Cyber leader development for junior officers, youth is essential

Cyber leader development for junior officers, youth is essential

Tuesday, January 30, 2018

The Army offers a number of cyber programs tailored for youth, even those with no interest in being part of the military, said Col. Andrew O. Hall, director of the Army Cyber Institute (ACI).

Hall said it’s important that all soldiers, particularly junior officers, get a grasp of the cyber domain in order to be effective on the battlefield.

2nd Lt. Ian Reynoso uses a field computer to probe for a targeted wireless network signal during a field training exercise at Fort Gordon, Ga. (Photo by Capt. Sam Thode)

Additionally, he said that growing a cyber workforce benefits all Americans, since cybersecurity in government and industry is inextricably linked to national security.

Hall and others spoke at an Association of the U.S. Army Institute of Land Warfare Hot Topic forum that focused on cyber issues where they outlined various cyber entry points for youth.

Cyber leader development

Several years ago, the Army Cyber Institute developed and implemented the Cyber Leader Development Program, or CLDP, for cadets at the U.S. Military Academy at West Point, N.Y.

Hall said that program has now been extended to ROTC programs at colleges and universities across the country for all military services.

The CLDP is not just a cyber course given in isolation, Hall said. It’s a multidisciplinary effort cutting across coursework from math and engineering to legal and ethical topics. That means teachers and students collaborate across domains.

Researchers at ACI are on hand to provide support to those students, wherever they might be, he added.

Retired Army Col. Dr. Daniel Ragsdale, director of the Cybersecurity Center at Texas A&M University, said his 2,500 ROTC cadets are among the beneficiaries of CLDP.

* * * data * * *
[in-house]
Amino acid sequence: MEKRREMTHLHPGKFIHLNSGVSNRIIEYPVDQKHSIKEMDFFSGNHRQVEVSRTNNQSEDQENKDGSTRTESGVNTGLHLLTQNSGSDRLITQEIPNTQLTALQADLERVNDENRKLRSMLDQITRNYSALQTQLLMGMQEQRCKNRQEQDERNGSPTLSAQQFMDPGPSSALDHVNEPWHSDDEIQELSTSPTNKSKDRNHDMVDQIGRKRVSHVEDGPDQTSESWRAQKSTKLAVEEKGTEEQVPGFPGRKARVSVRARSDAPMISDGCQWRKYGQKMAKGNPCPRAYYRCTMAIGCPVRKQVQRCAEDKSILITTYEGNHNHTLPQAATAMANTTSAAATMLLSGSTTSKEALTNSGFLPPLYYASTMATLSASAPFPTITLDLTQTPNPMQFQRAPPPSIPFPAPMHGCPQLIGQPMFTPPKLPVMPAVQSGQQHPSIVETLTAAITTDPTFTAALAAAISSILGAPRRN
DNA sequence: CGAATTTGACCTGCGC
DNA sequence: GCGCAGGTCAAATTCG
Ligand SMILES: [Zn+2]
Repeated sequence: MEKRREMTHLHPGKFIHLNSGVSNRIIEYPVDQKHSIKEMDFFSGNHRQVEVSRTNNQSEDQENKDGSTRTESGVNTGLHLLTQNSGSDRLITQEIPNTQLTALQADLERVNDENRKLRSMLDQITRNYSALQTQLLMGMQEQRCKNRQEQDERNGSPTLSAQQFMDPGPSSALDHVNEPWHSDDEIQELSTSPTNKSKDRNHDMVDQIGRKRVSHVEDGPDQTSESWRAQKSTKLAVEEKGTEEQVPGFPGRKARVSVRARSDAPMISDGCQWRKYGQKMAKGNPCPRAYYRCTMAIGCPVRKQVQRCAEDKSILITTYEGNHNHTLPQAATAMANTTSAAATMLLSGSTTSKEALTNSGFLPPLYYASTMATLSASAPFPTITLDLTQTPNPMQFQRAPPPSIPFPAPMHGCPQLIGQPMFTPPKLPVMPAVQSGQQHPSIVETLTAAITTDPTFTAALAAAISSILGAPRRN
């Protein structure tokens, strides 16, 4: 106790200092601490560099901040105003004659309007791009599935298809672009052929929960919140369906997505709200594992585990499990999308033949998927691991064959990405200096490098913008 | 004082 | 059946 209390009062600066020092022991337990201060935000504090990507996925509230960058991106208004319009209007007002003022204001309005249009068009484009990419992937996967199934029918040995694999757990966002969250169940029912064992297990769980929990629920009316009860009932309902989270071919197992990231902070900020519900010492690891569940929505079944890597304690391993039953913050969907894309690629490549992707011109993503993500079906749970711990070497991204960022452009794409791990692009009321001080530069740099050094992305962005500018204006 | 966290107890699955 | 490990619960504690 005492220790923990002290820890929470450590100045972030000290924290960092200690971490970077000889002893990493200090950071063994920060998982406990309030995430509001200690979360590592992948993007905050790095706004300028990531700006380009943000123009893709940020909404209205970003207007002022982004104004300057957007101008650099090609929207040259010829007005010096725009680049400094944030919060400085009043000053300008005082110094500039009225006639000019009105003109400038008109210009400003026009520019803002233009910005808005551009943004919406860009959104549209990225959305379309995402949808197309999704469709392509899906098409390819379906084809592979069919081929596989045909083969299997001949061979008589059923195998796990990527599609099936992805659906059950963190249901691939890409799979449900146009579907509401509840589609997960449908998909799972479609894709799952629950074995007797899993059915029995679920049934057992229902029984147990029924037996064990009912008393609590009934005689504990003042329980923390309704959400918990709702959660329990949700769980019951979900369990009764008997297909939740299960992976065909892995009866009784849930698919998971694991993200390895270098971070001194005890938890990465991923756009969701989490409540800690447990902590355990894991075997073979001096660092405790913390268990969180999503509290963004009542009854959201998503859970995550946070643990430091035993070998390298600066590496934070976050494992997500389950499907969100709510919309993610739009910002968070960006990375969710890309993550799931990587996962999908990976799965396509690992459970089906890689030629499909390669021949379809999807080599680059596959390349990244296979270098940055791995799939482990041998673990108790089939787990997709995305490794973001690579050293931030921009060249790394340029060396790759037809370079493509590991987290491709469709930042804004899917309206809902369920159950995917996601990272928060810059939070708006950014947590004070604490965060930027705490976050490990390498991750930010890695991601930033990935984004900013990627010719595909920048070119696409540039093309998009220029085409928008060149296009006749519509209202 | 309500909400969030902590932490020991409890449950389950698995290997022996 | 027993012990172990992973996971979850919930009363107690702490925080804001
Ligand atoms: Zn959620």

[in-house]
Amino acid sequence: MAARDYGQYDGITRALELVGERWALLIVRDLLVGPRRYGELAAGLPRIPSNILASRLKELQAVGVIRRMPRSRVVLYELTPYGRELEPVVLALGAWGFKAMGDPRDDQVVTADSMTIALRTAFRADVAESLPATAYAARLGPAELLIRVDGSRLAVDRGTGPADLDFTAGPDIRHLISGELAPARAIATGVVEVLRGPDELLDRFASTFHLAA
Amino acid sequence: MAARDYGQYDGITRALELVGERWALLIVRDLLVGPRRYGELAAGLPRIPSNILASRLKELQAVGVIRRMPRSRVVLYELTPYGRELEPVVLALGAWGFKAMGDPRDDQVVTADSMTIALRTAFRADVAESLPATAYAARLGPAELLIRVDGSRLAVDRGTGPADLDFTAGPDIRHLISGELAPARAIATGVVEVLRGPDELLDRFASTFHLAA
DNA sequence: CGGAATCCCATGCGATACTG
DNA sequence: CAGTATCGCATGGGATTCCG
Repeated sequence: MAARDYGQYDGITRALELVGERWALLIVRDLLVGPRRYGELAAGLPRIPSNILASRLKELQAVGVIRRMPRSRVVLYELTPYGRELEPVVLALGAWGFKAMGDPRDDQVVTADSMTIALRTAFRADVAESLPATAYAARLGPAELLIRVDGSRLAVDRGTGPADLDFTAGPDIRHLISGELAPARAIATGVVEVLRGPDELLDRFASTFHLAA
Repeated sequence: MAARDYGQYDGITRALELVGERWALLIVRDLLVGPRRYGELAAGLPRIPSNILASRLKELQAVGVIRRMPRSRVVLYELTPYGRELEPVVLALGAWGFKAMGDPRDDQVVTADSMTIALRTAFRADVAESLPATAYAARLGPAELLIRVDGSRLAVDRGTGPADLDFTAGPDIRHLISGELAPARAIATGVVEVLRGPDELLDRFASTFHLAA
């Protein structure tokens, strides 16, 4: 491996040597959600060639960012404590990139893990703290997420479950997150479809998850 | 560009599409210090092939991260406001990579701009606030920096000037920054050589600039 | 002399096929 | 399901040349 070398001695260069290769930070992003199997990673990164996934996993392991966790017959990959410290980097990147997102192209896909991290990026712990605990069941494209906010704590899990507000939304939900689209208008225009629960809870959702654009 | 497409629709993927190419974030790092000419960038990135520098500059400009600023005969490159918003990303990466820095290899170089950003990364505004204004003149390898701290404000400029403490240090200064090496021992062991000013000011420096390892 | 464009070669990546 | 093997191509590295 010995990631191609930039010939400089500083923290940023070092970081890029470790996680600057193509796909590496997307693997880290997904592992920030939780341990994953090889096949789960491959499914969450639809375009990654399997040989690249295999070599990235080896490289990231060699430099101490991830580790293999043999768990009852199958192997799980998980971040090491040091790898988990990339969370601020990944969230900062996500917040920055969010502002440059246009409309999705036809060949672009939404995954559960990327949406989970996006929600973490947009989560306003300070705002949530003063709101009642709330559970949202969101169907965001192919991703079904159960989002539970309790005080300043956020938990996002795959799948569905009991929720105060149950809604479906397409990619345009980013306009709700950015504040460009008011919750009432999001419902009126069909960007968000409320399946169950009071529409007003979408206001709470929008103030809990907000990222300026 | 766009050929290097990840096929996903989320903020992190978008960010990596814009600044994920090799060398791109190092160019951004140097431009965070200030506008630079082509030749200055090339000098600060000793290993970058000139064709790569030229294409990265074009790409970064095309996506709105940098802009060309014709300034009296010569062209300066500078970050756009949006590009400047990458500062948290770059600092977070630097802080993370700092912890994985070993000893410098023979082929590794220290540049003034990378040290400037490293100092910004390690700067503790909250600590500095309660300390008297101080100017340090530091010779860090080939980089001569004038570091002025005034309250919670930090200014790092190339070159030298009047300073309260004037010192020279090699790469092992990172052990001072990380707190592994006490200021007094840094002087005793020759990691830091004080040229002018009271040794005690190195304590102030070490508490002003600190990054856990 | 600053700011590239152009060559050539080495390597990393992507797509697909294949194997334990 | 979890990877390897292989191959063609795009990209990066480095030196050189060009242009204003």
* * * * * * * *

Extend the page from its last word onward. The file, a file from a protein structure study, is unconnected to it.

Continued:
The program, he said, goes well beyond classroom learning and involves internships with industry, extracurricular activities and cybersecurity competitions.

“We’re preparing young officers to rapidly acquire skills,” he said. “Half won’t seek a commission, but the knowledge and skills they acquire will contribute to federal, state and local governments, nonprofits, the private sector, wherever they’re employed.”

Cyber competitions

Hall said cyber competitions fuel a tremendous amount of interest in cyber among young people. One example, he said is the All-Army CyberStakes for those in a military service pre-commissioning program.

Challenges include binary exploitation, reverse engineering, forensics, cryptography and web exploitation.

Another example, he said, is CyberPatriot, a national competition involving kids at middle school and high school levels. Students are tasked with finding cybersecurity vulnerabilities in various systems.

Ragsdale noted that cyber competitions started as far back as the 1990s, with the National Science Foundation (NSF) leading the charge. The Army took notice, he said, and the NSF effort led to the Army creating CyberPatriot.

A concern with CyberPatriot, he said, is that as students participate in “capture-the-flag” type cyber competitions that involve offensive aspects, they might become attracted to some of the more criminal cyber activities.

However, that hasn’t happened yet, Ragsdale said. And for now, the benefits of such competitions have so far outweighed any perceived drawbacks.

Other cyber entry points

Ragsdale said the National Security Agency has a National Centers of Academic Excellence in cyber defense, which is an accredited program offered at over 200 universities, leading to degrees in cyber security, cyber defense research and cyber operations.

Col. Robert Kewley, head of the Department of Systems Engineering at West Point, said the Department of Defense has what is called a Collaborative Research and Development agreement.

He explained that this agreement involves the military, academia and private industry.

For example, he said the Army has such an agreement with universities and Lockheed-Martin, involving missile defense, lasers and cyber. That collaboration has been mutually beneficial to all three, with students providing their own research into new innovations that could further advance cyber technology.

Hall said U.S. Army Cyber Command at Fort Gordon, Ga., is reaching out to universities across the country, particularly in Georgia, to collaborate on a number of cyber research initiatives.

Real-world problem solving

Kewley said that while learning theory and doctrine in a classroom setting is valuable, nothing substitutes for the hands-on learning that competitions can bring with real-world challenges.

“That reinforces students’ understanding of the value of their education and the value of skills they’re learning and gets them fired up.”

Timothy D. Bloechl, a retired Army officer who now works in the private sector, said it’s important for youngsters to get on keyboards and do operations. “People get excited by that.”

He added that everyone experiences cyberattacks, not just the military. The experienced students gain will contribute to national security, whether or not they chose to go into the military, government or the private sector.